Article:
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Legislative Assembly for the ACT: 2021 Week 13 Hansard (Wednesday, 1 December 2021) . . Page.. 3984 ..


induction program, fewer face-to-face teaching hours for beginning teachers, and six additional professional learning days in their first three years on the job.

The agreement also introduced the class size policy, reduced the face-to-face teaching hours for primary teachers, and created a new school principals health and wellbeing program. Importantly, we also introduced the nation-leading mandatory occupational violence training, with bi-annual refresher training. That agreement expires in 2022. The ACT government is committed to bargaining in good faith with the AEU to improve the working lives of public school teachers. The EA will, of course, need to be supported with resourcing to make sure that it can be implemented as it is intended.

I would like to take this opportunity to acknowledge again the incredible work of our public school teachers, not just this year, not just last year, but every year before that. The work that teachers do changes lives. Every day, they are making a significant difference to our children and young people. Every day, teachers are also joining their union. They are working collectively to improve their pay and conditions, and that is how we achieve real change.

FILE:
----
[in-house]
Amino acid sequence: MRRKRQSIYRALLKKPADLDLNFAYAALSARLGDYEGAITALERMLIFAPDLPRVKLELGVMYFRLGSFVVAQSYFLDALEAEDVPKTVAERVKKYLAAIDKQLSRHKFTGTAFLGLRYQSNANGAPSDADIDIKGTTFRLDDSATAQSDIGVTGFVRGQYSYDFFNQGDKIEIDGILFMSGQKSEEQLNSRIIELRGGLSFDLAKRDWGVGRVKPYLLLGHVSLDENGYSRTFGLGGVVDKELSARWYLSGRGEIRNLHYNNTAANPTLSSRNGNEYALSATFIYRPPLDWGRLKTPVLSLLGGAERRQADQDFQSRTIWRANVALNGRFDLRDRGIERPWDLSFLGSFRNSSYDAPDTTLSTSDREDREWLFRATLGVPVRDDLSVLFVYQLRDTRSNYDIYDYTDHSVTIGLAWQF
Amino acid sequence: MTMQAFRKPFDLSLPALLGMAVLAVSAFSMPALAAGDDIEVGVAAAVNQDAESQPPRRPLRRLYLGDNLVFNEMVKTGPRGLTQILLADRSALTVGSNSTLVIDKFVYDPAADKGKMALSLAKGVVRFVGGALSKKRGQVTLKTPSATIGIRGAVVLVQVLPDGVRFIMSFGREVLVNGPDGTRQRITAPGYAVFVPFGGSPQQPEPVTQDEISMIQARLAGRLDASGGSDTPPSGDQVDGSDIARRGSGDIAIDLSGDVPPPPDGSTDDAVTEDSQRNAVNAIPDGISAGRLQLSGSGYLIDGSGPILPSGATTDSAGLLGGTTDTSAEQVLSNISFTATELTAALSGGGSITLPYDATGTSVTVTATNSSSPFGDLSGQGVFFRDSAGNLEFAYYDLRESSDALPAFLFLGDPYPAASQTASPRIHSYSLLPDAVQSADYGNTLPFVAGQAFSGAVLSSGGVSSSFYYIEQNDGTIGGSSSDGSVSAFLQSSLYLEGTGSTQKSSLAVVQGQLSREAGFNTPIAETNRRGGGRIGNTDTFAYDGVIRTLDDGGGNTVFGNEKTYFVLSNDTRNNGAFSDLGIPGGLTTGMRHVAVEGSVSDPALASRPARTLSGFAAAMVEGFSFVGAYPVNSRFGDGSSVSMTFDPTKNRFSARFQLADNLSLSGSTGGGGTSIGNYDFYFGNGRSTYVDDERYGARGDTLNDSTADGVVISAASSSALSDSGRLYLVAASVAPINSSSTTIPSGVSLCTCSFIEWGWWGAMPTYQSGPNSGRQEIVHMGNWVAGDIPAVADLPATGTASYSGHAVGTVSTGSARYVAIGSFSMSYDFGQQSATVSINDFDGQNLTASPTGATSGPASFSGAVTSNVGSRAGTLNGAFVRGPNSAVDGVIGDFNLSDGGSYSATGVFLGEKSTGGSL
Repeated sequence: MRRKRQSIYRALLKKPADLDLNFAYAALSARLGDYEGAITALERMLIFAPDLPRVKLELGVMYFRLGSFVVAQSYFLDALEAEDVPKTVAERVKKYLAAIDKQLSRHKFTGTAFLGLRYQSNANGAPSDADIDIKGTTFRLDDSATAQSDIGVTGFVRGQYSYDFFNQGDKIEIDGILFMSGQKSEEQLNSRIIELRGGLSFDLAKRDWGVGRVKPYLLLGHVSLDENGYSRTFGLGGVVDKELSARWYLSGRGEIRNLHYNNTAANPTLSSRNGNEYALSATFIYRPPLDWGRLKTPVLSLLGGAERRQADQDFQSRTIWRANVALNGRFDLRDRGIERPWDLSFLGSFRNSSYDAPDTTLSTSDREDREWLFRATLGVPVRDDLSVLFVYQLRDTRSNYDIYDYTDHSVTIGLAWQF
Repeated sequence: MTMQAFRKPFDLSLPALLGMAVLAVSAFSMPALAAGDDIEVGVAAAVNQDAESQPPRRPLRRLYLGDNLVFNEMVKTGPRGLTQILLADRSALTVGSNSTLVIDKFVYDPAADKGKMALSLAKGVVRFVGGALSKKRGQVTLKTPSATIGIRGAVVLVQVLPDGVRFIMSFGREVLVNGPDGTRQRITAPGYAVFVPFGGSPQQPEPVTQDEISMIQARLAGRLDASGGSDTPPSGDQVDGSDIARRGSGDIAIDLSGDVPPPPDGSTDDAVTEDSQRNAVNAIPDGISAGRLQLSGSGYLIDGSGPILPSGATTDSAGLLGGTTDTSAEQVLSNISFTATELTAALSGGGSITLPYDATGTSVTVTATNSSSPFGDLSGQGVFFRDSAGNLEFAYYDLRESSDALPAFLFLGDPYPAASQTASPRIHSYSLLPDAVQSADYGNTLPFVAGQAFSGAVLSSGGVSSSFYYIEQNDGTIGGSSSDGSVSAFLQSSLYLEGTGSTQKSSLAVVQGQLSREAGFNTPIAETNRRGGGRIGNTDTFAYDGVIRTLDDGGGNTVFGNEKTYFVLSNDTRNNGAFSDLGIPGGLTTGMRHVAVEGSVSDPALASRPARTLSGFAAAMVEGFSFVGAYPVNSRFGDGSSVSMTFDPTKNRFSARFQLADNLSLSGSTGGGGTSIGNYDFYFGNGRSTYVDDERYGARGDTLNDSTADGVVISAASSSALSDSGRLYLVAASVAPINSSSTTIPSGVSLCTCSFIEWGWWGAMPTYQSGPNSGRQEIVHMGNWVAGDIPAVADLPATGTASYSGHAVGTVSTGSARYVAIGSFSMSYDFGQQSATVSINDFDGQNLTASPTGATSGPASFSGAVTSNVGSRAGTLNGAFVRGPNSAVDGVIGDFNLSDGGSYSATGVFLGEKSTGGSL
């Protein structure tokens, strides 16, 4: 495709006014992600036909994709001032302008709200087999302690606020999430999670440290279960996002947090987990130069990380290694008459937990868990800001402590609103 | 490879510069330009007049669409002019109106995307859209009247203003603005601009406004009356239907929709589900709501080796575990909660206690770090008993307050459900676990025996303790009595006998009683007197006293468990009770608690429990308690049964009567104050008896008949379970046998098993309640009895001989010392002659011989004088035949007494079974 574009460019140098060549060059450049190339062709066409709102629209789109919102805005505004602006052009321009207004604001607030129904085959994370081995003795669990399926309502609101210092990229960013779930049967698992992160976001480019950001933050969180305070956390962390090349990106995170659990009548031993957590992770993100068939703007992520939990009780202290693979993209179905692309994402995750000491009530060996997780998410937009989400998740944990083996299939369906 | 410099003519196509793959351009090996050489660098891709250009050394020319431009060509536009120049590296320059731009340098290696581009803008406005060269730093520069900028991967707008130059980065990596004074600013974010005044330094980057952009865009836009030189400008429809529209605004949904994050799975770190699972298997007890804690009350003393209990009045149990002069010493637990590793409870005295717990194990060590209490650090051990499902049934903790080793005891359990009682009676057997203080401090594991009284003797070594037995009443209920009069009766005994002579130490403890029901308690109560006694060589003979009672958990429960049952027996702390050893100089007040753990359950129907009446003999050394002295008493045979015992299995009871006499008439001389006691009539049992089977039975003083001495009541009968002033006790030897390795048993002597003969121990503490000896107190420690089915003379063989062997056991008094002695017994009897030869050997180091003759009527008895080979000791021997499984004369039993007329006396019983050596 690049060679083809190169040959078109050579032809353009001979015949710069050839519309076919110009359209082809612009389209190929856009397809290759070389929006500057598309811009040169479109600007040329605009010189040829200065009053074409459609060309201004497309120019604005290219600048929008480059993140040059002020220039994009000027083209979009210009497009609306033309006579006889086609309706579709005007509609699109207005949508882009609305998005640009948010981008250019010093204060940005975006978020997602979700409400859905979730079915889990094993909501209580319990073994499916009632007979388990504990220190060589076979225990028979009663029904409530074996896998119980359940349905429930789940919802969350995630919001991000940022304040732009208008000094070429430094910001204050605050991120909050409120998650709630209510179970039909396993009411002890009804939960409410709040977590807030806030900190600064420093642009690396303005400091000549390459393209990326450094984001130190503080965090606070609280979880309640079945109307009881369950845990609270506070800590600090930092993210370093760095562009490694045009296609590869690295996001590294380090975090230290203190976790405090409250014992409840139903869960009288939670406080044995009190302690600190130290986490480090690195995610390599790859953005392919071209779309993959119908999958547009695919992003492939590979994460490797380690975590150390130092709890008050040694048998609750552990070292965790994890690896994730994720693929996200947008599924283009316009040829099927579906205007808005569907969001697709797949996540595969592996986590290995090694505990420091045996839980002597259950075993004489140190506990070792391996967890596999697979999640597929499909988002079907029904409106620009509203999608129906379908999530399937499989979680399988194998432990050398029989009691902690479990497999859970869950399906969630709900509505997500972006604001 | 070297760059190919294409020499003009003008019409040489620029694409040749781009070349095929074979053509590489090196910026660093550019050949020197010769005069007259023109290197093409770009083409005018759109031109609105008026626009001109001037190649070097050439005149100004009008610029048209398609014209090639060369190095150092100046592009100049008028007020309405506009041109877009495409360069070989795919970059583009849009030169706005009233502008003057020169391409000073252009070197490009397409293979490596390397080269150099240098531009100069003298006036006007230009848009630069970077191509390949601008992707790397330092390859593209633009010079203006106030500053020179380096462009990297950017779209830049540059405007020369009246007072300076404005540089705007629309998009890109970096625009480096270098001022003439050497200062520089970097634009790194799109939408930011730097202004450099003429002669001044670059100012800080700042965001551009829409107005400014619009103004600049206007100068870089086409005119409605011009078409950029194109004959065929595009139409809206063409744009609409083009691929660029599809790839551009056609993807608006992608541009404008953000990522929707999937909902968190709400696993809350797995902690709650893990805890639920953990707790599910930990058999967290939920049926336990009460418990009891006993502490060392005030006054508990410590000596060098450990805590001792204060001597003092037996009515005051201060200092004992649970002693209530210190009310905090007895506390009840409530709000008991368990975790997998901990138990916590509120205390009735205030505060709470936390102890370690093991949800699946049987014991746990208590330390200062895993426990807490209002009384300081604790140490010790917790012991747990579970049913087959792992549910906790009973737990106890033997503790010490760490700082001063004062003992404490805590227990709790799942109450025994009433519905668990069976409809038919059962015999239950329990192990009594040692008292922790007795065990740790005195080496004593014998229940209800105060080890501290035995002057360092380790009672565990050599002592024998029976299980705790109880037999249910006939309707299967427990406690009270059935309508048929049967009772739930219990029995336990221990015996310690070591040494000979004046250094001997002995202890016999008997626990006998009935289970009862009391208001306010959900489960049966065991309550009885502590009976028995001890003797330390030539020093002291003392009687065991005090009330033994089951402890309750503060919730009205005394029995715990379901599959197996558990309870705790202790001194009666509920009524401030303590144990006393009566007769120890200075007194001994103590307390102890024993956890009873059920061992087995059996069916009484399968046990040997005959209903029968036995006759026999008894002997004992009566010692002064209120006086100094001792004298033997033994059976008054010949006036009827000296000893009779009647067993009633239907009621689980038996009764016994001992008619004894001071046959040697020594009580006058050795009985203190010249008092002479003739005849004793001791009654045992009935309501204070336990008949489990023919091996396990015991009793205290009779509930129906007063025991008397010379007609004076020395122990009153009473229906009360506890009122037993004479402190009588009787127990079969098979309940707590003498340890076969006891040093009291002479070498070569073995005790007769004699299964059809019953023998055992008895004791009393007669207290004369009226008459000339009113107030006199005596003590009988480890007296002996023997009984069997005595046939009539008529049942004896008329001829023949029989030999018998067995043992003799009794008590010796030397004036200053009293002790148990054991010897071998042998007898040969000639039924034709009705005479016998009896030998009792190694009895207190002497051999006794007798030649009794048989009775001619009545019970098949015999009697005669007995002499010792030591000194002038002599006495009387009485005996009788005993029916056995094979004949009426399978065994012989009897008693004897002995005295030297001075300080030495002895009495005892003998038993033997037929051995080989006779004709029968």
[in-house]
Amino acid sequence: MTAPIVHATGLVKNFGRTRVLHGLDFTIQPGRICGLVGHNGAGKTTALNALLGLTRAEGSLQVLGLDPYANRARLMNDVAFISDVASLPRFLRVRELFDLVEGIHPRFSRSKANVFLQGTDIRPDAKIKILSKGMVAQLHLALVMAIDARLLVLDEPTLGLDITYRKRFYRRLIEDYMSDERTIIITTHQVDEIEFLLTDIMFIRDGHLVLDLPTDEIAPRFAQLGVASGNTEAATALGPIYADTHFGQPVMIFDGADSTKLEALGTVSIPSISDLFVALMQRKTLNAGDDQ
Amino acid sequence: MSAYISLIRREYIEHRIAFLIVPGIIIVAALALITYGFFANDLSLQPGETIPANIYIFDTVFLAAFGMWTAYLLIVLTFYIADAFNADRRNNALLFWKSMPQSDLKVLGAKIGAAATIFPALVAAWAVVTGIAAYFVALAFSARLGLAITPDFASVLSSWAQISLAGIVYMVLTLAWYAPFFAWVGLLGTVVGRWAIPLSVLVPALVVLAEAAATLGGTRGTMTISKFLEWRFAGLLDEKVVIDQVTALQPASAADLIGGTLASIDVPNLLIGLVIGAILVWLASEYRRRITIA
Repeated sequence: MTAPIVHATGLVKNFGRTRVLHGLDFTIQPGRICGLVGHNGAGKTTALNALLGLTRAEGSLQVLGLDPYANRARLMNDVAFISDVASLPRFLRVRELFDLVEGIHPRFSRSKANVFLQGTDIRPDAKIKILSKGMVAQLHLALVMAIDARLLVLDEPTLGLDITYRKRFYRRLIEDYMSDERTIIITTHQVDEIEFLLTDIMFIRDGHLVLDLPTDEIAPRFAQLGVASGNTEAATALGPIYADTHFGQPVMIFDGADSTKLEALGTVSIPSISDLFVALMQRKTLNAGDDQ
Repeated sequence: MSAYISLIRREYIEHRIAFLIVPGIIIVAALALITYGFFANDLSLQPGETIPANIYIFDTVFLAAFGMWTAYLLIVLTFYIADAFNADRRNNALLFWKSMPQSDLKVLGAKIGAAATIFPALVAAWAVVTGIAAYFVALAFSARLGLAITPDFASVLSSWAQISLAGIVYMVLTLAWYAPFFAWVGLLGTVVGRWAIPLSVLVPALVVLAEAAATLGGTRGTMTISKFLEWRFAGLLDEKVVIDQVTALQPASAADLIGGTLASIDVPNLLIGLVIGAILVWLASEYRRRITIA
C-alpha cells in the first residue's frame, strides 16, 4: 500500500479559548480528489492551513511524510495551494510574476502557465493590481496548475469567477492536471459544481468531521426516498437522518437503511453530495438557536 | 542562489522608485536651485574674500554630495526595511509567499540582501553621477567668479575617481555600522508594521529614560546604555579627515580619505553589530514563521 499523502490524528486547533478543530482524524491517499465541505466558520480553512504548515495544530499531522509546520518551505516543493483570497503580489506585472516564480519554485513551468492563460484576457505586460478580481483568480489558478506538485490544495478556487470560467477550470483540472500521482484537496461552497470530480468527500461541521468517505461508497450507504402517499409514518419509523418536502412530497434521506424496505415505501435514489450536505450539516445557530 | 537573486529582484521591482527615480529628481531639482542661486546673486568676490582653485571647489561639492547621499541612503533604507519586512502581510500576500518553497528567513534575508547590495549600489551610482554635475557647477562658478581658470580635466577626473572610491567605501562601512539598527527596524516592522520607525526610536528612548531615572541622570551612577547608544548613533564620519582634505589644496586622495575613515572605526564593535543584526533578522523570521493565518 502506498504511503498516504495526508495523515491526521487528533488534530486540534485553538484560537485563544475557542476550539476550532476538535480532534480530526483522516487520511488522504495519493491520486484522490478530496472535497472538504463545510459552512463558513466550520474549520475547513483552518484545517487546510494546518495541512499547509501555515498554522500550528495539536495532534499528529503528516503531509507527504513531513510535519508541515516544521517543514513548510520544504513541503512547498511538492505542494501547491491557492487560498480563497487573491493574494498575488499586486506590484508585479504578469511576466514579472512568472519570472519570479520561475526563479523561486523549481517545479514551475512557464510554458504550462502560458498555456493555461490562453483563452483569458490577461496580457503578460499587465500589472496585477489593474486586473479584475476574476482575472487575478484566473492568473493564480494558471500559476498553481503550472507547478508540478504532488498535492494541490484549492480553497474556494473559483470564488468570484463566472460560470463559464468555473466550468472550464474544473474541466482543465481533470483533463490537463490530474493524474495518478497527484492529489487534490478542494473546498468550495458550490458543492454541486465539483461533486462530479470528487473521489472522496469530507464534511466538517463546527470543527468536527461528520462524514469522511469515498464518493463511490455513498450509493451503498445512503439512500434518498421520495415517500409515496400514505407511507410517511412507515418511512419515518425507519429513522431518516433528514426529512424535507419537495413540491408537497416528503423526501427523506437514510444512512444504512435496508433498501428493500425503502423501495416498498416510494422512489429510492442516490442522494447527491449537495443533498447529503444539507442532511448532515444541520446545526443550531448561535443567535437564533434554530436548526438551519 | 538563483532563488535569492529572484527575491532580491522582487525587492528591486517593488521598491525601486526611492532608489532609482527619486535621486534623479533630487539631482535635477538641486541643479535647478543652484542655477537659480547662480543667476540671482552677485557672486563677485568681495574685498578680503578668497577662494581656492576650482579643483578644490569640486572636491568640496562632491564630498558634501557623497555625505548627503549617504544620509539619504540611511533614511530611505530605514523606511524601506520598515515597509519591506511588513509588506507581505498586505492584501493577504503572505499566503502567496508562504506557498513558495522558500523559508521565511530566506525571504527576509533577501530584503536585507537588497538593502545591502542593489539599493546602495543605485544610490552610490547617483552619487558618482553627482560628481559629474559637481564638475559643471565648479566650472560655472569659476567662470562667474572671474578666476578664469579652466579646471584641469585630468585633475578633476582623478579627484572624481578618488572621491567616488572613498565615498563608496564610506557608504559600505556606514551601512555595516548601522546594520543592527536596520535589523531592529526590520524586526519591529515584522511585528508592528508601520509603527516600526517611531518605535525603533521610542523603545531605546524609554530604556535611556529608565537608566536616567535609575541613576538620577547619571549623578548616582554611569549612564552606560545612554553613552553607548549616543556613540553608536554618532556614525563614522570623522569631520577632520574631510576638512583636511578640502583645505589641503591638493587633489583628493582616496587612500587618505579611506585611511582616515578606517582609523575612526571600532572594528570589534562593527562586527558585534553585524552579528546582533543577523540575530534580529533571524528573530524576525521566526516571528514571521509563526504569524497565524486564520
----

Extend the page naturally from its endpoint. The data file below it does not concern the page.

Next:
The ACT government is deeply committed to public education and is deeply committed to working with union members to improve working conditions. These are core Labor values. I will continue to work with the Australian Education Union to make the ACT the best possible place in the country to be a public school teacher.

I commend my amendment to Mr Hanson’s motion to the Assembly.

MR DAVIS (Brindabella) (3.59): I thank Mr Hanson for bringing the motion to the Assembly today. Based on my consultations with the Australian Education Union, I am pleased to say that the ACT Greens will support the amendments to the motion moved by Minister Berry.

I appreciate, particularly after the year we have had, the opportunity to rise in this place and speak to the awesome impact and great personal sacrifice public school teachers make to their profession and the contribution that sacrifice in turn makes to our community. That applies be it Mrs Oliver, my year 2 teacher, whose words still ring in my head, reminding me that red is no faster than any other colour when I had that argument when drawing a red car; be it Ms Nesbitt, who ensured in year 7, when I was well behind my contemporaries, that I did almost all my primary school education in one year; or be it Mr Palavestra, my high school teacher, who made sure that I actually had a suit that fitted for my school formal.

As recently as a year ago, I made a commitment to this place that I would be a passionate advocate for public school teachers, public school students, public school parents and, importantly, the union. If there is one thing that the Canberra community and Canberra workers can get out of this motion, it is that now is the time to join your union. Joining your union and engaging deliberatively in their consultative processes means that your voice might one day, too, be part of a painfully embarrassing rebranding exercise by the Canberra Liberals. Just think of how effective your contribution to your union’s deliberative democracy processes could be.


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